Reflecting on 150 years of Student Life at Iowa State University

Photograph of white female student, long hair with glasses, close-up in a library office setting (cubicle & book shelves filled with books visible in the background).

Photograph courtesy of Cassandra.

This blog post was authored by Curation Services Student Writer Cassandra Anderson.

The newest exhibit to be featured at Special Collections and University Archives is arriving in just a few short days! Titled “We are ISU: Snapshots of Student Life” the exhibit will feature photos, clothing, scrapbooks, yearbooks, and other mementos from ISU students over the last 150 years. With the help of both the Preservation Lab and members of Special Collections and University Archives, I have photographed some cool parts of the collection, and even learned some interesting facts along the way. The exhibit is set to open March 13th, so when you have a chance, come visit the reading room to learn more about student life here at Iowa State!

This slideshow requires JavaScript.

I had the chance to sit down with University Archivist Brad Kuennen and Assistant University Archivist Rachael Acheson, to learn a little more about the exhibit and what people might get to see. Brad and Rachael worked together as curators to create the exhibit. They planned the layout, selected the items, and wrote descriptions for both the physical and the online exhibits.

Are there any specific types of pieces included in the exhibit? What were the requirements for selecting pieces?

Brad: We wanted to select items from the University Archives that focused on the student experience. Since this is a look at 150 years of student life (Iowa State officially welcomed the first freshman class on March 17, 1869) this is intended to be a reflection on just some of the milestones that happened throughout the past 150 years. The window timeline will highlight 30-40 events over this entire span while the cases will reflect on six individual students highlighting some activities that they participated or events that were taking place on campus while they were here.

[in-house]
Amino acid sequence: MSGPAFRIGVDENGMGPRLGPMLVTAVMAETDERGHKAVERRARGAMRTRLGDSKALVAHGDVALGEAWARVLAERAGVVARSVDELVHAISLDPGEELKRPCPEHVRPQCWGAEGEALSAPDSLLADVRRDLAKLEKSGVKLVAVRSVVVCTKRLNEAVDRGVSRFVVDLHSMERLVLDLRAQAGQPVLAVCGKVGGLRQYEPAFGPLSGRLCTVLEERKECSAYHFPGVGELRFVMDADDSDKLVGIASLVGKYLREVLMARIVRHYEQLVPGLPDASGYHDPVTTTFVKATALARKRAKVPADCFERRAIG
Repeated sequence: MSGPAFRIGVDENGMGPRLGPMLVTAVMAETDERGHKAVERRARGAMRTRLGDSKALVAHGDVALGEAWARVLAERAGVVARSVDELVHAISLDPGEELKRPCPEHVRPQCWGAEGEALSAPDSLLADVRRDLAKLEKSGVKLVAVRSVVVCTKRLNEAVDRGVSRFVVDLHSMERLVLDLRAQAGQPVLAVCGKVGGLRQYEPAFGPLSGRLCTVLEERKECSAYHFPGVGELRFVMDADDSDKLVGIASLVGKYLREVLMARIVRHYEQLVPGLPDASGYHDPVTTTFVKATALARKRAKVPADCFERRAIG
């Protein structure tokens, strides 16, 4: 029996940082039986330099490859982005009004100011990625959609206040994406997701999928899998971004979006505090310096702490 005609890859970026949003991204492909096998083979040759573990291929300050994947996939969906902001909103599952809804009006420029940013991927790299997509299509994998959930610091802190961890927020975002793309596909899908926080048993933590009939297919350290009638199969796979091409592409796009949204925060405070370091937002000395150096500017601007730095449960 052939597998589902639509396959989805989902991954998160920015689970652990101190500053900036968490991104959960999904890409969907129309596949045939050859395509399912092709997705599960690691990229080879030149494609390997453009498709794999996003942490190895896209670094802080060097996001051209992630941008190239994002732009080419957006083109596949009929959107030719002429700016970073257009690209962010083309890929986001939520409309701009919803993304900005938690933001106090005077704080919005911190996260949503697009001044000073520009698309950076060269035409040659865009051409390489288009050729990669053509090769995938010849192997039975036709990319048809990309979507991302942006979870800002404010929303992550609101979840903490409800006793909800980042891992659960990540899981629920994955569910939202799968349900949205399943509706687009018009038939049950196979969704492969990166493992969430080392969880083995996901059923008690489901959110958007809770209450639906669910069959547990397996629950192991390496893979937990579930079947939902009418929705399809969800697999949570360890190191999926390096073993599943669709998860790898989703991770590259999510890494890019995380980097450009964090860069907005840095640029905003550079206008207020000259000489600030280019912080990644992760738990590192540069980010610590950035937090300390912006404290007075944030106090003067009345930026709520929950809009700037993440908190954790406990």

Rachael: We decided fairly early on that we wanted to sort of focus in on re-imagining the ISU experience of individual students from various eras, rather than pour all of our effort into constructing some broad, sweeping survey of the entire history of student life. And there were a couple of reasons for this. Firstly, “student life” isn’t really a singular thing, when you stop to think about it. Each student’s experience is going to be very different and influenced by different institutional milestones, depending on their interests, their identities, their level of involvement, the context of the era they grew up in, and so many other factors. And, secondly, focusing exclusively on some kind of broader narrative would necessarily attract attention away from the day-to-day, experiential aspects of living on campus at a given point in time. And that’s what we really wanted to highlight: student experience, not without context, but within it.

The hope, then, is that these “spotlight” students, encountered immediately after the timeline, will serve as a focal point for viewers. We hope that students of today can see something of themselves in the lives of these individuals, get a fuller sense of what it might have been like to go to school with them, and come away better able to reflect on their own contributions to the portion of ISU history that’s still being written.

When did SCUA officially open? Could you give me a brief history?

Brad: SCUA was officially established as the Special Collections Department in 1969. Prior to this, there was a much smaller Iowa State History collection in the Library that was the precursor to today’s University Archives. This Iowa State History collection was initiated by staff sometime around 1918 or 1919 in recognition of the 50th anniversary of the school’s opening. The project was spearheaded by Edgar Stanton until his death and then taken up by Louis Pammel. The collection was enlarged in the 1950s under Dorothy Kehlenbeck in the run-up to the Centennial anniversary of the school’s founding.